It all comes crashing around Gerhartsreiter's ears when his wife finally decides she's had enough of him and abandons the fraudster, taking their young daughter. After a court awards Boss full custody of the child, the German foolishly decides to kidnap the youngster during a routine legal visit; this sparks a national manhunt and, worst of all for Gerhartsreiter, a blaze of publicity. The lies, the numerous false identities and the scams all quickly come to light.
But worse is to come.
The reason for Gerhartsreiter's sudden dash from California is revealed: he murdered a man there, and probably his wife too. Mark Seal's book ends just before the murder trial, but Gerhartsreiter was convicted of the killing of a fellow called John Sohus. The body of Sohus's spouse Linda was never found. The conman was sentenced to 27 years-to-life for the crime.
This is an utterly fascinating and compelling story, and it's brilliantly told by Mark Seal. This book is well worth a read for anybody who's interested in true crime. I couldn't put it down.
THE MAN IN THE ROCKEFELLER SUIT is the real life tale of a German tourist named Christian Gerhartsreiter who arrived in the USA at the age of seventeen and for 30 years lived a self created odyssey by masquerading as everything from an Ivy League educated aristocrat to a member of the Rockefeller family. The man in question is vaguely reminiscent of Patricia Highsmith's sociopath protagonist Tom Ripley who made his first series appearance in her psychological thriller The Talented Mr. Ripley. Both the fictional Ripley and his real-life counterpart, Clark Rockefeller, are masters at manipulation, possess a genius for deceit and are adept at creating ingratiating personas.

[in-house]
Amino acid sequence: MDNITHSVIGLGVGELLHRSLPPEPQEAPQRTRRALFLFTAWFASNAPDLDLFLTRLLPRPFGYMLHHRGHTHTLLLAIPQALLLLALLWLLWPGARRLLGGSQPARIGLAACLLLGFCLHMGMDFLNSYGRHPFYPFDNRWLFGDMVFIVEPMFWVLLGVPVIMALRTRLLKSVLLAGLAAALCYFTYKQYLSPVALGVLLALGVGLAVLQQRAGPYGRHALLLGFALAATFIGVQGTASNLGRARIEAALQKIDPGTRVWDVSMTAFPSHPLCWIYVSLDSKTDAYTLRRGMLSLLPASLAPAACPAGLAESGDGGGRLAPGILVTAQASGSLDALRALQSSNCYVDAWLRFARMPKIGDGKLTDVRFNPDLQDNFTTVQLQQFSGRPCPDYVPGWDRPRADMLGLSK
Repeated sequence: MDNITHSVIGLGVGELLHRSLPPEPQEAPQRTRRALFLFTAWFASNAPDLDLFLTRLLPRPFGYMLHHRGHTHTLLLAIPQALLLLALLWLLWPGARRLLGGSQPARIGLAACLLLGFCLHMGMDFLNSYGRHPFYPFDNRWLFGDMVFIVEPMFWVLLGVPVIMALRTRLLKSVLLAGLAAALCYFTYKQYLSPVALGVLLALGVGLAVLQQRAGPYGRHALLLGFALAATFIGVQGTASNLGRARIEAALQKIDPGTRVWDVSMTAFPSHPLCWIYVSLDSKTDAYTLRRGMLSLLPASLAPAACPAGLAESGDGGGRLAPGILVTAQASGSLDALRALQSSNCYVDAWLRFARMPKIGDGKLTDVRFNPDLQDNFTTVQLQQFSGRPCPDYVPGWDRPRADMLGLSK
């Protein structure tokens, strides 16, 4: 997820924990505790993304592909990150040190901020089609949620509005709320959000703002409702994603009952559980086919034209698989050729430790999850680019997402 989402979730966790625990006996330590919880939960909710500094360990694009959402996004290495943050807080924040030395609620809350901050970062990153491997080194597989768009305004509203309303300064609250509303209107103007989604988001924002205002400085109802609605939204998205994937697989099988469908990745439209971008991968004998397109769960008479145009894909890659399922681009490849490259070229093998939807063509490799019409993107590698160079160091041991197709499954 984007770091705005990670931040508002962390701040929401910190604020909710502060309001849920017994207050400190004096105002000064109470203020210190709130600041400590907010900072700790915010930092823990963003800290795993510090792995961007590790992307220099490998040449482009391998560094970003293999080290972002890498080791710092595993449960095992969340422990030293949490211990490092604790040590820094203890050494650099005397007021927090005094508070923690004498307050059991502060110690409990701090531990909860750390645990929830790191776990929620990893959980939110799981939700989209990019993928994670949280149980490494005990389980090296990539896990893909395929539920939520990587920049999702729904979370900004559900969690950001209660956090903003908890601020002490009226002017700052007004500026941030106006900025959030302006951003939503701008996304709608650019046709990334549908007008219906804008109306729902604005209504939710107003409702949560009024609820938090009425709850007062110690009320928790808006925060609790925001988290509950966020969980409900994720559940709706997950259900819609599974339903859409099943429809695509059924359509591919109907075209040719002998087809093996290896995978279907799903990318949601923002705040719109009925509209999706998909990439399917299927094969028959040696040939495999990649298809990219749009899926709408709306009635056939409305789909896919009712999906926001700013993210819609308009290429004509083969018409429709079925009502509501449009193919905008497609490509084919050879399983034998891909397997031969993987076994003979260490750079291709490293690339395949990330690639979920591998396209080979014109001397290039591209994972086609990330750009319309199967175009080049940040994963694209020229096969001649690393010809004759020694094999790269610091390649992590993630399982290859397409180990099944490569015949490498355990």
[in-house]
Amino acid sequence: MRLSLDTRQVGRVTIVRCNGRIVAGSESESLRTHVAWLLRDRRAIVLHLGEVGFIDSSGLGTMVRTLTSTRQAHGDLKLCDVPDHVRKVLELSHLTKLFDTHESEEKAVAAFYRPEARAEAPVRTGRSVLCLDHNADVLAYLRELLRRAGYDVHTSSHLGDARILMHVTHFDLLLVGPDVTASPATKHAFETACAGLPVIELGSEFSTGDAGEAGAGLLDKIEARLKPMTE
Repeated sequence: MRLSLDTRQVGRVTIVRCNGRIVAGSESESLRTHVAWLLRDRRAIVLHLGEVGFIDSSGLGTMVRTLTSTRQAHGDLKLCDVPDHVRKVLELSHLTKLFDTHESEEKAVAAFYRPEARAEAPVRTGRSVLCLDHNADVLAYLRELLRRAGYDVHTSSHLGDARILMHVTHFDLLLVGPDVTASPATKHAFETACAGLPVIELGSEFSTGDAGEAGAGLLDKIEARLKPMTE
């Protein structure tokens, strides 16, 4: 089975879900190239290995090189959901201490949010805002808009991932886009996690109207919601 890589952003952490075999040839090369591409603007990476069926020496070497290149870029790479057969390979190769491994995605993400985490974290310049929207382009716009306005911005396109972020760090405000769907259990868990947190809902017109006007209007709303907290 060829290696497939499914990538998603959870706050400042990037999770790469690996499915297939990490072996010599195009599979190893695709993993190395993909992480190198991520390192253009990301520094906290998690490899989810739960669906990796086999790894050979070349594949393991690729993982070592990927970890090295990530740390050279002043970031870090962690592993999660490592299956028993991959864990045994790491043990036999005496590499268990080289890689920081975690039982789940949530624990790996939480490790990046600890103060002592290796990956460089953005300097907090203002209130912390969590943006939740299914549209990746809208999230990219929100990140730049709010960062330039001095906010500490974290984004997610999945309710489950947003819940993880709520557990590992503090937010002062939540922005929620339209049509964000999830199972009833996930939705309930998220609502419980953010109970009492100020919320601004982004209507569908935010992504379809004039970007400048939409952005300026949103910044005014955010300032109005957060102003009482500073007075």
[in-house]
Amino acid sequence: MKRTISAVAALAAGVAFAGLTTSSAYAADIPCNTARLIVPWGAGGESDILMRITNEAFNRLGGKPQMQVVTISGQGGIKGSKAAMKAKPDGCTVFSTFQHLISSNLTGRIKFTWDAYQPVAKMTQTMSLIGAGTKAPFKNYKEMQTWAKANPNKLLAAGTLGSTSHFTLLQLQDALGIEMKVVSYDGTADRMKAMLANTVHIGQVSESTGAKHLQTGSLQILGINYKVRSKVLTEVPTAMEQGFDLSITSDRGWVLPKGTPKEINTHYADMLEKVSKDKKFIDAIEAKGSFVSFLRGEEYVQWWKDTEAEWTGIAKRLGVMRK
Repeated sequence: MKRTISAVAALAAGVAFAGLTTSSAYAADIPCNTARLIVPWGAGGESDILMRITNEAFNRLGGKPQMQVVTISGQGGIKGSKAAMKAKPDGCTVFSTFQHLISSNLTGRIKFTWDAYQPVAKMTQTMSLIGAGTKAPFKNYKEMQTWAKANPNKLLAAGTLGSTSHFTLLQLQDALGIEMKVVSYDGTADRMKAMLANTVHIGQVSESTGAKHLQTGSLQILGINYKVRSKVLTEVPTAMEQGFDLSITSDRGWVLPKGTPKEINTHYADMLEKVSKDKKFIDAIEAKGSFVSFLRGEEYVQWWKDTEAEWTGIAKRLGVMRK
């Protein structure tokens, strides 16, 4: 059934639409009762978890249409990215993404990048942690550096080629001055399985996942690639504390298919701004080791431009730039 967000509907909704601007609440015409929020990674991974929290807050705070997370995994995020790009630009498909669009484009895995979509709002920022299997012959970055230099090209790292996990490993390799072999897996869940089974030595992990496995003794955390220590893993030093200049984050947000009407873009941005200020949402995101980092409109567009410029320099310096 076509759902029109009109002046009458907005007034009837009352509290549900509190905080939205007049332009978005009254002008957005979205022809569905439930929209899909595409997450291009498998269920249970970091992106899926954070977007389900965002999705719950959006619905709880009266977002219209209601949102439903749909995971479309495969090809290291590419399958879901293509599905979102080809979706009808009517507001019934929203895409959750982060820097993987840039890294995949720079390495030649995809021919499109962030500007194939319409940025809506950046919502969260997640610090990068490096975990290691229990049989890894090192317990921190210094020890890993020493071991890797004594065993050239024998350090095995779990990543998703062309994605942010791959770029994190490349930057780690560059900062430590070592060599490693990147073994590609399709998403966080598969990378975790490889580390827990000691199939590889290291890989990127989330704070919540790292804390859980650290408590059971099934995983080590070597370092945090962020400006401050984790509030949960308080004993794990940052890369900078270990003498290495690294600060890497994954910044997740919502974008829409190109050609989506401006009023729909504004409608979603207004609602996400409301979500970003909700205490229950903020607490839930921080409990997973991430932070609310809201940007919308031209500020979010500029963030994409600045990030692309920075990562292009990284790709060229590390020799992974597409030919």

Author Mark Seal has created a book filled with fascinating facts not the least of which is the allegation that "Clark Rockefeller" so loved his daughter that it led his desperate act of kidnapping the child which in turn led to the discovery of his multiple aliases and the possibility that he committed other, more heinous, crimes.
Personally, I do not envision this man as "father of the year" material. I believe that this was a man whose emotional makeup and colossal ego would not allow him to conceive of any situation he could not manipulate to his own advantage or any scenario where he was not in control........in other words he had gotten away with so much for so long, he refused to entertain the possibility that he would ever be caught. It would appear that Gerhartsreiter/Rockefeller began to believe in the myth he had created and in that world the words failure and defeat do not exist.
A stimulating look at a warped psyche. 3 ½ stars